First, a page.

Oct. 16, 1980:

Scranton residents could enjoy “a screamingly frightening experience” as the Junior Chamber of Commerce, aka the Jaycees, presented its fifth annual haunted house at the Fitch Building on Wyoming Avenue.
The haunted house’s horrors included a swamp full of monsters, a cemetery scene and a maze — “a place of total darkness with dead ends and twists and turns with seemingly no way out,” according to a Scranton Times report from the time. Monsters haunting the house consisted of the Grim Reaper, Dracula and more.

three boys

TIMES-TRIBUNE ARCHIVES Young visitors get their monies’ worth a the Junior Chamber’s haunted house in 1978.

Then-Jaycee Treasurer Gerard Welby, who played Frankenstein at the attraction, called the building “an ideal backdrop for such shenanigans.”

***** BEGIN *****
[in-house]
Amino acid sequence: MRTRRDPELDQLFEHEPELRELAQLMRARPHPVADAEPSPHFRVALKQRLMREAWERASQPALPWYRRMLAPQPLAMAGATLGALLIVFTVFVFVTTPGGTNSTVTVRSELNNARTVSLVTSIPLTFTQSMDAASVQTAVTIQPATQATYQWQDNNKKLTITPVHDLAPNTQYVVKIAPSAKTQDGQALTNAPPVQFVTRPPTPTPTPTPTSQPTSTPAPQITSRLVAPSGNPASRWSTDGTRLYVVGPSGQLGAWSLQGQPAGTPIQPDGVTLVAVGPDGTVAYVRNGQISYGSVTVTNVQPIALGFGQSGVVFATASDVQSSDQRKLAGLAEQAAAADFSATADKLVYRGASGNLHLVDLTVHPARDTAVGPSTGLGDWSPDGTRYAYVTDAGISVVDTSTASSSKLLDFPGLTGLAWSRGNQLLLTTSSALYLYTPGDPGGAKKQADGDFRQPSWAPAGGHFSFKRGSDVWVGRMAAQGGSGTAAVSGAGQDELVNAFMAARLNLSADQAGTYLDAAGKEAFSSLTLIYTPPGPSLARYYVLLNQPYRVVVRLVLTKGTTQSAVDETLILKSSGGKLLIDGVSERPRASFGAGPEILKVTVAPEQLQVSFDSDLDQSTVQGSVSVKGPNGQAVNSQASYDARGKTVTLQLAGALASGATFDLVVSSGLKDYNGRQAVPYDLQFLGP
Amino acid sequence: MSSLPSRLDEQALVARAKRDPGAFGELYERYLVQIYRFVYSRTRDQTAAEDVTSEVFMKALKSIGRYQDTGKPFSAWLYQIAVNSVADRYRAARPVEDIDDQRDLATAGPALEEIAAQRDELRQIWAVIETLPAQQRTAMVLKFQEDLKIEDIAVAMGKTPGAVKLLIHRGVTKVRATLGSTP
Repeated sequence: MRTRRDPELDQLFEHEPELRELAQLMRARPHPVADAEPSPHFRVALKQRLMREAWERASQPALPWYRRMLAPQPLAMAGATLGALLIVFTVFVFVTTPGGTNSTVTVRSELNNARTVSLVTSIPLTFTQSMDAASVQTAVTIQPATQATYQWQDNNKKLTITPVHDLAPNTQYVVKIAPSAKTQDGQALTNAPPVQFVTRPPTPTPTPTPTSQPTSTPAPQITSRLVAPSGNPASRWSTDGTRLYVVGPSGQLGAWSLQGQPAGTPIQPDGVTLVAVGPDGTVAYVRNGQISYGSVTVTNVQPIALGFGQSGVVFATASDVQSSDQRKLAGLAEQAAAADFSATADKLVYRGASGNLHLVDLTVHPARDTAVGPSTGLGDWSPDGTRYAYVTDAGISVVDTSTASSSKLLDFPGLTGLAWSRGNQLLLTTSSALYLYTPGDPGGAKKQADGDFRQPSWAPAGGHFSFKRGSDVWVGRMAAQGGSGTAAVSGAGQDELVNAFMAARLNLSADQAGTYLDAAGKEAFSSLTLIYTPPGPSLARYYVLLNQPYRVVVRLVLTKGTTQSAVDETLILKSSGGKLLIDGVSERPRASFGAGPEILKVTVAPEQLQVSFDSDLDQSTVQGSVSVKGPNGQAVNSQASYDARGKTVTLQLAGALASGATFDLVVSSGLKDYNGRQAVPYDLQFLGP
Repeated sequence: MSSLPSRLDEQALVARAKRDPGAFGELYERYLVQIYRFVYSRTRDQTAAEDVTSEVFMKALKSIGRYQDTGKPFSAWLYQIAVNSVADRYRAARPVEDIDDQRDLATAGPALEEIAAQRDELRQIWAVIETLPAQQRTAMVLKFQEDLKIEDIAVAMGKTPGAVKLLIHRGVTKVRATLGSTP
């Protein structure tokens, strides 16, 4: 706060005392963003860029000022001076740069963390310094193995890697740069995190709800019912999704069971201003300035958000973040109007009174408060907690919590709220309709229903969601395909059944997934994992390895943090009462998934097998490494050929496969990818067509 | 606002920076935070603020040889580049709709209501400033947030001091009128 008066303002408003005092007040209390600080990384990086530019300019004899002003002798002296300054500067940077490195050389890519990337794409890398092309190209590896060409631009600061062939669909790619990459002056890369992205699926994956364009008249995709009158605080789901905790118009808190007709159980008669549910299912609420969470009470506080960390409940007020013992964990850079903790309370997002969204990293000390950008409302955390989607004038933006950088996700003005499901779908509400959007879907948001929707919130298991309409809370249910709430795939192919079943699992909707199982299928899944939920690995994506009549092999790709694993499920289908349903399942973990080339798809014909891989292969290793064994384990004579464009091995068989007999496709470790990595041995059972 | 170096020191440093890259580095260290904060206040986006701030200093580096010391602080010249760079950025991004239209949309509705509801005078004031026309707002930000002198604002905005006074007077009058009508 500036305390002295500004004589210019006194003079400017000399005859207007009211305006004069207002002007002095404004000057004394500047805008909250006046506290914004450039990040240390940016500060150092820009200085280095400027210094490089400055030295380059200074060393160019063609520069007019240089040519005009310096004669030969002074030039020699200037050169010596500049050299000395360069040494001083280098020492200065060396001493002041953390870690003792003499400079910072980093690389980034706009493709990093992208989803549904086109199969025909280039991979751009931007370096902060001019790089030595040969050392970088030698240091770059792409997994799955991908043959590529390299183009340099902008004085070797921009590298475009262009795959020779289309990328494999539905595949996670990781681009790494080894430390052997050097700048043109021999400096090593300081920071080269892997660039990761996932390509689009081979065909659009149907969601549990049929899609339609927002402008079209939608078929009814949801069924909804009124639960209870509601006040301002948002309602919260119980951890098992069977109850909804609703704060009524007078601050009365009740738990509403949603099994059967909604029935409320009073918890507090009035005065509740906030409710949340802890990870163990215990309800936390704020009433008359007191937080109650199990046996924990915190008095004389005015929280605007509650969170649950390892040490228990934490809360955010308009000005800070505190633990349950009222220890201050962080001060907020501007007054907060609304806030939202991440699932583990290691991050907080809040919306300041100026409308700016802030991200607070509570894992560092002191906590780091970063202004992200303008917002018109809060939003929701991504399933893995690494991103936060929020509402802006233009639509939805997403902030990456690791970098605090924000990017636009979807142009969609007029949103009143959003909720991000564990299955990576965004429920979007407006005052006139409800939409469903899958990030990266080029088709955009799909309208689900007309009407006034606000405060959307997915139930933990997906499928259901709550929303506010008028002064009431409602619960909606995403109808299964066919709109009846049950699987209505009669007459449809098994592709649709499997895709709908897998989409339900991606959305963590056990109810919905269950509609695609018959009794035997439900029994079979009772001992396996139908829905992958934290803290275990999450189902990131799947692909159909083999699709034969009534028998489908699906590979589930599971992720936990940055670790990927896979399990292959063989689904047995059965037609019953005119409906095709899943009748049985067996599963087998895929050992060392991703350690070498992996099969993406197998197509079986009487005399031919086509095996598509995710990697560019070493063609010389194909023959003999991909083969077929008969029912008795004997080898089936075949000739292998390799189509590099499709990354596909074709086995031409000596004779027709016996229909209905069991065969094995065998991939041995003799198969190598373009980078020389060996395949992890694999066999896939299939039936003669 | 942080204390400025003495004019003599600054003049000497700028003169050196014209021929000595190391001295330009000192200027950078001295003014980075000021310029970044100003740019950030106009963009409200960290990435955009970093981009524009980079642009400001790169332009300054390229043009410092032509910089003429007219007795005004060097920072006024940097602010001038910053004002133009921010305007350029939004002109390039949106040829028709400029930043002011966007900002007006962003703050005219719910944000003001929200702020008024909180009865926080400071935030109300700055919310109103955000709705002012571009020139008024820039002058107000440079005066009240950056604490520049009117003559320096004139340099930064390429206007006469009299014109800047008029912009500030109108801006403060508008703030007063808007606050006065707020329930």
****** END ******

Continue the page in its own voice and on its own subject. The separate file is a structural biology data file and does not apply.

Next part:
The haunted house was a 16-day event in October that began in 1976 when a new member of the Jaycees came up with the idea. Proceeds were donated to local charities such as St. Joseph’s Center, the Juvenile Diabetes Foundation and the Easter Seals campaign, along with many others.

people dressed costumes

TIMES-TRIBUNE ARCHIVES Scranton Junior Chamber president Brian Foley, left, chats with Billy Gula at the Jaycees’ haunted house at the Fitch Building in 1978.

people dressed costumes

TIMES-TRIBUNE ARCHIVES Vince Russoniello and Gerald Welby play Dr. Jekyll and Mr. Hyde at the haunted house at the Fitch Building in Scranton in 1978.

The attraction seemed to be most popular among children and teenagers, and each year attendance increased. It was expected that over 4,000 people would visit the haunted house during the 1980 season.
Each year, between 150 and 200 volunteers each played a role in the preparation and operation of the Haunted House, from lighting and effects to performing as a variety of creatures.
This ended up being the final year of ghouls and vampires wandering the halls of the Finch building. The structure was slated for conversion to an apartment building.